Subterranean clover

Page last updated: Friday, 12 March 2021 - 9:22am

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Features of subterranean clover

Subterranean clover is the most grazing tolerant pasture legume and has several features that make it well adapted to the farming systems of WA and southern Australia:

  • It has an annual life cycle and grows from autumn to spring, which matches the time that most rainfall occurs.
  • It regenerates naturally from seed set in previous seasons, without the need for re-sowing.
  • It maintains a seed bank of ‘hard’ seeds, in which some seeds remain dormant for germination in later years, enabling regeneration after cropping or a year of little or no seed-set.
  • It tolerates regular, close grazing (particularly set-stocking by sheep), due to its prostrate growth habit.
  • It buries its burrs to protect seeds from being eaten by stock (particularly spp. subterraneum and yanninicum).

Origin of Australia’s subterranean clovers

Subterranean clover is not native to Australia, but occurs naturally in the Mediterranean basin and surrounding areas. It was accidentally introduced into Australia in the 19th century by the early settlers and was first commercialised in the early 1900s. Cultivars are derived from three main sources:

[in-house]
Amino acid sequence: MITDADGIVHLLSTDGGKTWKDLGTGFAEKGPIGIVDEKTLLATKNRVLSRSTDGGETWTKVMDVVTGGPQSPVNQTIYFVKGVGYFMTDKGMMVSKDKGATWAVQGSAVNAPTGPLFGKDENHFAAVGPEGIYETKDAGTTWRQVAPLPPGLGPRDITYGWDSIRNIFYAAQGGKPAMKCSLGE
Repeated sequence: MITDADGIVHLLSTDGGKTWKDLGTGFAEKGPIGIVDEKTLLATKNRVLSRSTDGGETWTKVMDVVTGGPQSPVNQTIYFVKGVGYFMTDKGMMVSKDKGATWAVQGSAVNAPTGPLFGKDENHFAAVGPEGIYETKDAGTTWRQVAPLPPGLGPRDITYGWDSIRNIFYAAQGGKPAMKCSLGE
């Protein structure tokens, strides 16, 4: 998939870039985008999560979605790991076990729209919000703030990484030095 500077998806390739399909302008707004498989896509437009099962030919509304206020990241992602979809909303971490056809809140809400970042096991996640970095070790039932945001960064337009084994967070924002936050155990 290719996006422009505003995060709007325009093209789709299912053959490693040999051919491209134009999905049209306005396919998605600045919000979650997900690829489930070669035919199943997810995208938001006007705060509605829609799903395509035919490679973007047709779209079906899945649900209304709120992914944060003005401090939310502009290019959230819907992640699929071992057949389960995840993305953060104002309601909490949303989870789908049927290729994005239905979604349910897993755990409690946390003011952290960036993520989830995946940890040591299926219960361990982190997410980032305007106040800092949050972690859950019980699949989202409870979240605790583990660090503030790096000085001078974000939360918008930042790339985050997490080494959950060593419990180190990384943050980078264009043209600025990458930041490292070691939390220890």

• accidental introduction from other countries, followed by colonisation and development of local types, known as ‘naturalised strains’
  • deliberate collection of seeds from the Mediterranean region and surrounding areas
  • breeding programs, involving crossing and selection of types with desirable traits.

To date 53 cultivars have been registered in Australia, although many are now out-dated. Most of the recent cultivars have been developed from breeding programs. The Department of Agriculture and Food, Western Australia (DAFWA) has released the most cultivars, with others released by the South Australian Research and Development Institute (SARDI) and by Italian researchers. Other varieties that have not been registered with the Australian Seeds Authority are also on the market.

Cultivar development has been aided by a large genetic resource of around 10 000 types that have been collected from its native habitat and naturalised strains from Australia. Identification of cultivars is based on variation in attributes (for example colour, hairiness) of the leaf, petiole, stipule, runner, flower and seed.

Plant and flower of subterranean clover
Typical growth form of subterranean clover ssp. subterraneum.

Contact information

Paul Sanford
+61 (0)8 9892 8475